Your kids may have gotten a concussion on the football field or basketball court and bounced back without a problem. But in a new study, researchers were able to see the damage those injuries left behind for former NFL players, and that may help unlock the key to preventing further damage.
After four years playing football at Quincy Notre Dame, Senior Connor Obert knows a thing or two about concussions.
"I've had a couple before this, but never as bad as this year, I think the worst for me was headaches, and lack of energy was a big thing," said Obert.
Quincy Medical Group Director of Sports Medicine Aaron Clark says the problem with concussions is that they're different for everyone.
"We've learned enough to know that we don't know enough," said Clark
But, new research from UCLA found that brain scans of athletes with concussions often had groups of proteins. Clark says that information could have an impact on how doctors treat concussions in the future.
"It truly is an exciting discovery that may potentially lead to further studies and further research down the road. As far as our day to day things that we're doing now. That remains to be seen," he said.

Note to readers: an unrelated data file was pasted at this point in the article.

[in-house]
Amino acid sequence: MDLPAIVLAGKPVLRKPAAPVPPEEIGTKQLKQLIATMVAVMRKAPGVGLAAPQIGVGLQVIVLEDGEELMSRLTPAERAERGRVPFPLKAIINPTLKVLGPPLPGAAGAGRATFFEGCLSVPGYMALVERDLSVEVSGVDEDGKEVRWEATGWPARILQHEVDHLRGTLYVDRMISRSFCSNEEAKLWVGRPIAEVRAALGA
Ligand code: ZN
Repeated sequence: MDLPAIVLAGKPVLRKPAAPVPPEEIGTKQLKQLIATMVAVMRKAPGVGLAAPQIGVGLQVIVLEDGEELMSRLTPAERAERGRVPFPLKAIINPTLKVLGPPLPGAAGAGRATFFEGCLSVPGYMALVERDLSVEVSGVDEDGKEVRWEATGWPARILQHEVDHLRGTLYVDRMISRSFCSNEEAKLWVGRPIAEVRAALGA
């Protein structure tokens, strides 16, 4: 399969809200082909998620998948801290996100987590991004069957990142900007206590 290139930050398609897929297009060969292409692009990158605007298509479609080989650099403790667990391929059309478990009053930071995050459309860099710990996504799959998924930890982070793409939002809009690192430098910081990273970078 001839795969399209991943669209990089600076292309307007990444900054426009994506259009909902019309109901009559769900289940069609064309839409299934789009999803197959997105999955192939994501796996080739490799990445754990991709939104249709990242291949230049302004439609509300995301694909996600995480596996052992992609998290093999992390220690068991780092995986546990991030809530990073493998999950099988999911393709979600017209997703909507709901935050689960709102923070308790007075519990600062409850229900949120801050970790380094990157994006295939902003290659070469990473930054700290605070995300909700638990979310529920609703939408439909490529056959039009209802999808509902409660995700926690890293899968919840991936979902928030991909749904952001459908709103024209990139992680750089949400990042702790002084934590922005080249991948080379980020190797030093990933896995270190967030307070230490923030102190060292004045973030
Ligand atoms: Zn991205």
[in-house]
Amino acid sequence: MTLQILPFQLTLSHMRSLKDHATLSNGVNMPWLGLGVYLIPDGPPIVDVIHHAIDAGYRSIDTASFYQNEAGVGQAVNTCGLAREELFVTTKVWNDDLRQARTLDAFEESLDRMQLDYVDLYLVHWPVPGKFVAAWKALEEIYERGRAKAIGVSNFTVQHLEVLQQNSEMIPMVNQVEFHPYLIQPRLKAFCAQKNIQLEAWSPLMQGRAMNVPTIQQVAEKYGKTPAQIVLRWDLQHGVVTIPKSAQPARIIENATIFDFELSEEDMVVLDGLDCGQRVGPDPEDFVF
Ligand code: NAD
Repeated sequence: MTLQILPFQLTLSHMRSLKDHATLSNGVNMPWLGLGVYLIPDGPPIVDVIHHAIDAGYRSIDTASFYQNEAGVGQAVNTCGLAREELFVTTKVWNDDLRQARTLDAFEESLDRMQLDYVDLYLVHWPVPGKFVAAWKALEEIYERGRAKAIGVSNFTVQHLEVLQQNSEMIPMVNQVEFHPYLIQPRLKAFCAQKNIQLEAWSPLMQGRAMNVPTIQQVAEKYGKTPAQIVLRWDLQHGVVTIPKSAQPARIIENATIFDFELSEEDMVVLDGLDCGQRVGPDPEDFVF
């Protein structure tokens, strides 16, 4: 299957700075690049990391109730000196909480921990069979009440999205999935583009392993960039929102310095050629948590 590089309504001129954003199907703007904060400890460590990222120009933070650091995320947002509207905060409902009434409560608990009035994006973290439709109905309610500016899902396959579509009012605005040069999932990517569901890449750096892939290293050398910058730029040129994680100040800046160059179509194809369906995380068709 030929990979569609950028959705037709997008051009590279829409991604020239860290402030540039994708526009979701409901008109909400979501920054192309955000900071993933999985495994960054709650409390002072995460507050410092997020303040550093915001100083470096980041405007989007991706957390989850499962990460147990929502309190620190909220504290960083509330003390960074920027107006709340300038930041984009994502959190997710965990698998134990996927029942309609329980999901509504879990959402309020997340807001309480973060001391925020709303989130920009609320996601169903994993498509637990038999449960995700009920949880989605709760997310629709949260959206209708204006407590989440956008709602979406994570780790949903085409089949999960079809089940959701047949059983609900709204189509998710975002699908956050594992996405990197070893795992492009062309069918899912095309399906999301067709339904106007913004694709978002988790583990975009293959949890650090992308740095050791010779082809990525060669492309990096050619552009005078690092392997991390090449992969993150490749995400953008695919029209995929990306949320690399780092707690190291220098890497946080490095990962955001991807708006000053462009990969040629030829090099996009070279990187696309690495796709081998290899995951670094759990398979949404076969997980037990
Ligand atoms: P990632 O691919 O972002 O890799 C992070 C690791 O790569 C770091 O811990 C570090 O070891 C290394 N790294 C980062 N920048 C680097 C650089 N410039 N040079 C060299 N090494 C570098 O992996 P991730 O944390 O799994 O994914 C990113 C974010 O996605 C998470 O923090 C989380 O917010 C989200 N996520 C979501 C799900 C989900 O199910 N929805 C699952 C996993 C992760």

He added that QMG uses a computer program to track the impact of concussions and give players the green light to play.
Obert's football coach, and QND Athletic Director, Bill Connell, says his staff always waits for that "green light" from doctors.
"As a football coach, no head coach or any assistants have any input when a kid is going to return to action," he said.
In any sport where collisions and fall can happen, concussions will always be a risk of the game. Now, doctors hope new research will help advance their game when it comes to treatment.
They say you should see a doctor right away if you or your young athletes experience any symptoms.
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